3 people found this review helpful

    3 of 3 people found this review helpful

  • Compelling

    Inspector Beck is an unforgettable character. He’s an alcoholic, a bullying, bad boy cop with a simmering but controlled violence. He has the poise and itch of a vigilante. He likes to do things his way and gets away with it. Claire makes her mark too in her personal and professional life. In truth, there are a dire collection of oddballs throughout the novel - an intriguing bunch of misfits. You couldn’t dream them up. I had to keep reminding myself that the novel was set in Ireland as it had a distinctly American flavour in parts (certain words and phrases) I thought Billy Hamilton was a tough type and had the swagger of a cowboy in a western. Was he really the town’s stud? Whoa, were they so desperate? My first impression was the descriptive nature of the writing style, which was skilled with enjoyable imagery. In parts, however, it was overpowering and almost made me lose my grip on the plot or vital details (buildings, searches etc.) Nevertheless, the Irish humour was there, and it was a highly entertaining read. Thank you to NetGalley and Bookouture.

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    2 person found this review helpful

    2 people found this review helpful

    2 of 2 people found this review helpful

  • Worth your time

    Well written. Like the style of writing. Good mystery.

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    1 person found this review helpful

    1 people found this review helpful

    1 of 1 people found this review helpful

  • A Thrilling Read!

    The Child Before is the second book in the Detective Finnegan series but can be read as a standalone. A police prodecural thriller that will keep you on your toes and will keep you guessing till the final pages. Detective Finnegan is back, this time to solve the murder of a woman who has been found by a local resident whilst on their morning ride through the abandoned village of Kelly’s Forge. What makes this case even worse, is whilst attending the scene, Detective Finnegan notices a baby seat in the vehicle and a bottle of milk lying in the footwell, but there is no baby to be found! As Detective Finnegan dives deeper into the case, it bears a remarkable resemblance to a case from 50 years previously where another baby girl was taken and never found. The first few chapters of the book are told from the past set in the 1954 back to the present day. I always go in with trepidation when this occurs as they can cause some confusion but Michael handles the transition between the two well and they are easily followed with the past being an integral part of the story. Character wise, they were all well written and developed and we are given a good selection as to who the culprit could be. I could not connect with Finnegan though, but this is on me and which is due to not reading the first book in this series. Even though that this can be read as a standalone for me I will need to go back and read the first book to get a better understanding of him. I so vary rarely read a series out of sequence but could not wait as this book appealed to me so much. From my opinion of him though in this book, I think he is a bit rough around the edges with a colourful past but I am sure that I will grow to like him! The setting of Cross Bag, has the perfect mix of eerie and a haunting vibe which really sets the tone of the book perfectly, and was described so well that I felt I was also in the town mixed up in the case. This is the first book I have read from Michael. I enjoyed his style of writing and the short snappy chapters that kept the story moving along at the right pace to a thrilling conclusion. Do I recommend this book: Absolutely! ⭐️⭐️⭐️⭐️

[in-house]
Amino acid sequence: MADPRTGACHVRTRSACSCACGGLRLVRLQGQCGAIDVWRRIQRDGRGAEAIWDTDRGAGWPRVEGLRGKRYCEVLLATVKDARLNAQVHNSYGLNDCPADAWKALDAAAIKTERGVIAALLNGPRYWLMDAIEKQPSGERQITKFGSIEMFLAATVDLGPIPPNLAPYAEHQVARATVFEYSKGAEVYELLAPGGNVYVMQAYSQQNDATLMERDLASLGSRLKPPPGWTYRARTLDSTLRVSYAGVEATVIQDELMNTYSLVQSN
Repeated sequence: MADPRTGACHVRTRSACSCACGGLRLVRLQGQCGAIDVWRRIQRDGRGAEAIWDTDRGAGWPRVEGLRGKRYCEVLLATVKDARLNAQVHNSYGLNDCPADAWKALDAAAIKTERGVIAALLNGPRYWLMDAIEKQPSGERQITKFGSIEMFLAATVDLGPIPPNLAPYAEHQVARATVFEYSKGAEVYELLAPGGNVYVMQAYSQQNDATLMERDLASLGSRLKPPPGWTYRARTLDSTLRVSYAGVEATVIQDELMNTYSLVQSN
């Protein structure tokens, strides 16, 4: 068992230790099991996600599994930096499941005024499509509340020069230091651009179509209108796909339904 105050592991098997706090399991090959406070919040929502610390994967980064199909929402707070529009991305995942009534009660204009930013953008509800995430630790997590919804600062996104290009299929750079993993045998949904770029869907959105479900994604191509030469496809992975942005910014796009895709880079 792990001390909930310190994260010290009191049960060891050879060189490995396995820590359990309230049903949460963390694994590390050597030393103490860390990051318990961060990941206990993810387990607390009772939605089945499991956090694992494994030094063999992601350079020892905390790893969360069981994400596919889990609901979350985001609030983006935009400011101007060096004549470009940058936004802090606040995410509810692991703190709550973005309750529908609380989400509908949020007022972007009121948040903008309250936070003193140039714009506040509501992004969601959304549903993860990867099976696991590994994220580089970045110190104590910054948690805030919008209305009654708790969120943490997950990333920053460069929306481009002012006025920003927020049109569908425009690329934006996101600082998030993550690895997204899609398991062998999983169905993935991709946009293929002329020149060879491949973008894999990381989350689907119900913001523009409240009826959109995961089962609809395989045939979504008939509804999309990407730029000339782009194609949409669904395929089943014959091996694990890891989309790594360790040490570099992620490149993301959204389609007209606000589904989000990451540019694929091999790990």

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    2 person found this review helpful